It was a loose drain cover that caused a farcical end to the first practice session of the Las Vegas GP.
FP1 was just eight minutes old when Carlos Sainz drove over the loose cover on the Strip straight, causing a nasty thud to his car and significant damage that left him stranded by the side of the road.
With barely a sixth of the time completed, the FIA cancelled the session as they believed the loose cover was a significant enough safety issue and could not be fixed within the remaining time.
Two cars were damaged by the manhole cover in FP1
It was an embarrassing start to life at Formula 1’s dream project and one that only served to vindicate Max Verstappen’s comments that the event was “99% show, 1% racing.”
As for how the issue occurred, Sky Sports F1’s Ted Kravitz reported that the frame of the drain cover and may have come up from the pressure caused by cars going over it.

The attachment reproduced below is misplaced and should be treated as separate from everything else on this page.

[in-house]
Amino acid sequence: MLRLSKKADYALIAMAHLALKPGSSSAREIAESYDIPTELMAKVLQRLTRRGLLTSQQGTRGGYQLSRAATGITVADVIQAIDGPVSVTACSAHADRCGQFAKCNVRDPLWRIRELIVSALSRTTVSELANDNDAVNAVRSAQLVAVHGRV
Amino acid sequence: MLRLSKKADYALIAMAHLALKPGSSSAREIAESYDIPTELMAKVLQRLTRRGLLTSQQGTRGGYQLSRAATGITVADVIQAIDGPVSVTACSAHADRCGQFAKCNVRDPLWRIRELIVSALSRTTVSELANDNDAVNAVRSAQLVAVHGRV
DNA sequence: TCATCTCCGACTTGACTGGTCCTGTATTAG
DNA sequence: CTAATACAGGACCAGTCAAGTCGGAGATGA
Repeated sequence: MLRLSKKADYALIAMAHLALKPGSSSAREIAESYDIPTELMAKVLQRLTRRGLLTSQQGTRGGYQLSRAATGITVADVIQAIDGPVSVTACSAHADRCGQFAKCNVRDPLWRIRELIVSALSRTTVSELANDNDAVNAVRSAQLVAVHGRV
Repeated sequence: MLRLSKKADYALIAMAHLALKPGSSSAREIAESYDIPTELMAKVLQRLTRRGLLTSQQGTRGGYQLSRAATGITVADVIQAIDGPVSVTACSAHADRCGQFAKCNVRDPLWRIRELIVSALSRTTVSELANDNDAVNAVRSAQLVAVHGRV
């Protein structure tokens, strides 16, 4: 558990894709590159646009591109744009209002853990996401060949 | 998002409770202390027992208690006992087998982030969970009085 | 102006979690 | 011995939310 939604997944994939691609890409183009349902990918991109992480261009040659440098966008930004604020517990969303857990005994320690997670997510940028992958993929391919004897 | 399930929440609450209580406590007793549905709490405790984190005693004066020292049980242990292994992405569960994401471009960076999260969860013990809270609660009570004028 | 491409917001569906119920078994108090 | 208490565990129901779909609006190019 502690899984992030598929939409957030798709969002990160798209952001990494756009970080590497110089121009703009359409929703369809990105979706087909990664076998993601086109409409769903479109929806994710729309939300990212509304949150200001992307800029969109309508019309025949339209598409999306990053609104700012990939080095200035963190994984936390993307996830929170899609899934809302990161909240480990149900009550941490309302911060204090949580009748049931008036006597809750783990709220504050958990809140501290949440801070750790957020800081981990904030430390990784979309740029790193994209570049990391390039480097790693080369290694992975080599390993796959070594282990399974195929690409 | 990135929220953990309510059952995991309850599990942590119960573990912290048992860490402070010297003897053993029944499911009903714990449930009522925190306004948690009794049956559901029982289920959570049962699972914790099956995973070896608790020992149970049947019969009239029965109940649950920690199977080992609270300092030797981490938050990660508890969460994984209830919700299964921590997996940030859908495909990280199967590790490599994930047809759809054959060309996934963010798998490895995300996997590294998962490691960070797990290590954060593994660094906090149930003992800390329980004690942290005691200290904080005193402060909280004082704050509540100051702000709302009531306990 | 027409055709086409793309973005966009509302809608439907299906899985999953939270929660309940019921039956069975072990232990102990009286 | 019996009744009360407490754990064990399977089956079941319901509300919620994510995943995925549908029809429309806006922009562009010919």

“You would say ‘well, wouldn’t this show up in any kind of inspections earlier on when the track was inspected?’” Kravitz posed.
“Our understanding of the manhole cover was that it’s actually the frame around it that has come up naturally.
“It has been dislodged, whether it’s been sucked up from the pressure, the downforce of the cars, the ground effect effectively, whether it’s been damaged in some other way, the frame around it has been damaged and come loose, and that’s enabled that to happen.”
Shortly after the session, the FIA confirmed that there could be a possible delay to FP2 as every other manhole cover needed to be checked in order for it to be deemed safe.
“Following inspection, it was the concrete frame around a manhole cover that has failed,” an FIA spokesperson said.
“We now need to check all of the other manhole covers which will take some time – we will be discussing with the local circuit engineering team about the length of time it will take to resolve and will update with any resultant changes to the schedule.”
After Sainz’s broken Ferrari was driven back to the pit on the back of a truck, FIA stewards Gary Connelly and Derek Warwick were seen inspecting it, clearly taking a keen interest as to what caused the damage.